The chartered motor coach chortles and lurches through the blue-black Vermont summer night toward home, winding down rural two-lane highways, from Colchester up one side of Lake Champlain to the Vermont Bridge at Rouses Point, New York, then across and back down the other. Five hours to travel one hundred and fifty miles. In my reverie I hardly feel a thing, even when somewhere along lonely U.S. Highway 11 the clock strikes twelve and I turn thirty-one years old.
Before piling back into the bus, the team had gulped down what was left of our lunch–cold cuts, corn chips, and soda–and loaded our equipment, face masks pulled snugly through our shoulder pads, into the enormous luggage bays in the bus’s belly. Then we made a beer stop before heading back in earnest. Some guys called home from the bank of pay phones outside, but I thought I’d keep the daydream going awhile longer.
I had obtained my wife Candace’s permission to join the Watertown Red and Black semi-pro football team, America’s oldest, several months before.
Though football would have me out of town three nights a week between May and October, commuting to and from practice and games, I assured her I’d do my best to pull my weight around the house and with our infant son. At the time, she said she actually thought the whole thing was kind of courageous–a college professor going back to football after all these years. She said I needed to play, had to do it, that I would regret not giving it a try. She certainly didn’t want to be the one to say no to the enterprise. Besides, she said, she was hoping it might help me get some closure where football was concerned. (It was not uncommon for me to watch four college football games of an autumn Saturday afternoon, then three more pro games on Sunday and one more Monday night.) Our season was six weeks old by then and I often got the impression she had no idea what she’d agreed to back in January. I was paying more attention to football, not less.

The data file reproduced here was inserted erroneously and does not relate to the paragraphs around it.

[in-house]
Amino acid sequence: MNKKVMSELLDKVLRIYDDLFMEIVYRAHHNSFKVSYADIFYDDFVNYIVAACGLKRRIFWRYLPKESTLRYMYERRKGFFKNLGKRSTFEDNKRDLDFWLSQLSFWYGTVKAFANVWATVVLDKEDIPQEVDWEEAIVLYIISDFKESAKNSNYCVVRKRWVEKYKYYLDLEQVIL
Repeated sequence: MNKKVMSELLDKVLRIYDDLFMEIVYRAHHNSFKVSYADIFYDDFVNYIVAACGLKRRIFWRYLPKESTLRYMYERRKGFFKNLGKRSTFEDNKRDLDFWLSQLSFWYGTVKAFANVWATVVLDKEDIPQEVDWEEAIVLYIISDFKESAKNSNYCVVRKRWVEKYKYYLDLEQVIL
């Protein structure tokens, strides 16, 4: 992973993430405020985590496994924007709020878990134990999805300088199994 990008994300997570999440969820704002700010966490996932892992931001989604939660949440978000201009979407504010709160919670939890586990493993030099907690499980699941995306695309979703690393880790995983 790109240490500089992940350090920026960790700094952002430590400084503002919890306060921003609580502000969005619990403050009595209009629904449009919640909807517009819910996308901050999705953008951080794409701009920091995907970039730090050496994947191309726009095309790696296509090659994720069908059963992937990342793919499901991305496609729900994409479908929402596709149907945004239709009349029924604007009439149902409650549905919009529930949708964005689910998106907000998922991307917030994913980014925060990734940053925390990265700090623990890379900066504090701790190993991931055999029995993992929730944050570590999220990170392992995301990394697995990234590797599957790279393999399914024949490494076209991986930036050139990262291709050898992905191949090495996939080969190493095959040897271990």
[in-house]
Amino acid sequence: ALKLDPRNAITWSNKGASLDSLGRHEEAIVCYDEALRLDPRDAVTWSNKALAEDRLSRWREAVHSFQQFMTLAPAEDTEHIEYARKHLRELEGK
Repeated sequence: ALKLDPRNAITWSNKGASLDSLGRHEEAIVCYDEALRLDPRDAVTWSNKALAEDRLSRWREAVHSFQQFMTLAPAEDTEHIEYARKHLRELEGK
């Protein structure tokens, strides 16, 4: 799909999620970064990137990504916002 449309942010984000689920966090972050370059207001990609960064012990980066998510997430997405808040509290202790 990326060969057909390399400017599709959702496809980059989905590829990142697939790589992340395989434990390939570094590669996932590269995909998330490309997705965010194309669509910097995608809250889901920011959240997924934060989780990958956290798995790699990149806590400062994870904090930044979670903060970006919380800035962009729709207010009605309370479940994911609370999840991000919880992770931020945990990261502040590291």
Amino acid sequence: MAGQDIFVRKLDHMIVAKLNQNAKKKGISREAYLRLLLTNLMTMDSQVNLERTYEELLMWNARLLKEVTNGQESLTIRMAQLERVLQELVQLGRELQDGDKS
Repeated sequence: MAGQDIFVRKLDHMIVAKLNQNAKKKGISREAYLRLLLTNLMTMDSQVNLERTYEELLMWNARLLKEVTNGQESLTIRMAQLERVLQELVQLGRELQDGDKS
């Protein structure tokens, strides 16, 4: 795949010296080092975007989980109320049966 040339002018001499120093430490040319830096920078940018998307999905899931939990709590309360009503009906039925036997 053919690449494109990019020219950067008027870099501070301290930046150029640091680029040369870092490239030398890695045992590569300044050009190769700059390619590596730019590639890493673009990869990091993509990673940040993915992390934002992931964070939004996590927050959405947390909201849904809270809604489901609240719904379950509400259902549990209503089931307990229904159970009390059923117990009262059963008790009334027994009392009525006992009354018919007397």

In the convenience store, I agreed to split a twelve-pack of Honey Brown with offensive tackle Mark Bowman, who graduated from Saint Lawrence University, a small private school on New York’s northern tier, the same year I joined the faculty. Someone made a crack about the two Saint Lawrence guys drinking the pricey stuff. Now, back on the bus, 290-pound Bowman and I fill our pair of seats pretty well, so that I am almost relieved when Dave McNeil calls from his seat back by the toilet for me to come and do my “rookie chugs.” He’s threatened me with this since I got on the bus in the morning.
I take a longneck bottle back where he sits with Al Countryman and Bruce Gonseth and Jesse Lamora. McNeil wears sunglasses, wind pants, and a University of Kansas sweatshirt he got during his time in the army. He still wears the army crew cut too.
“Professor,” he says with much relish.
“I went to college for, like, ten years,” I tell him. “I know how to drink a beer.”
“I went to college for a year,” Al Countryman says absently from a couple rows back. “I decided it wasn’t for me.”
“No, Al,” says Bruce Gonseth. “They decided it wasn’t for you. That’s what academic probation means.”
Gonseth and Countryman work as New York State correctional officers at the Cape Vincent, New York, facility, McNeil at the county jail. Jesse Lamora drives a grain truck but he has an application in with the correctional officer academy in Albany. In New Jack, Ted Conover’s account of his experience as a guard at Sing Sing prison downstate, Conover calls corrections New York state’s “growth” industry, something particularly true in and around Watertown, a small, dying industrial city on the Black River, ten miles from Lake Ontario.
“Come on, Professor,” McNeil says impatiently. “You gotta chug that motherfucker, every drop, without stopping. Jesse’s gonna check it for you when you’re done.” Lamora holds a clear trash bag in the seat beside him, full of dead soldiers.
All of this strikes me as juvenile and inasmuch as it’s a hazing ritual I’m opposed to it, but I like beer and I’m in a good humor and I don’t expect this will be a problem. Seems a small price to pay. I turn the bottle up and let the beer flow down the back of my throat. As I drink, McNeil sings the theme from Gilligan’s Island, adding emphasis when the lyrics mention “the Professor and Marianne.” When I’m sure I’ve finished, I chug one more time then turn the bottle over to Jesse. But when he turns it upside down there’s a drip.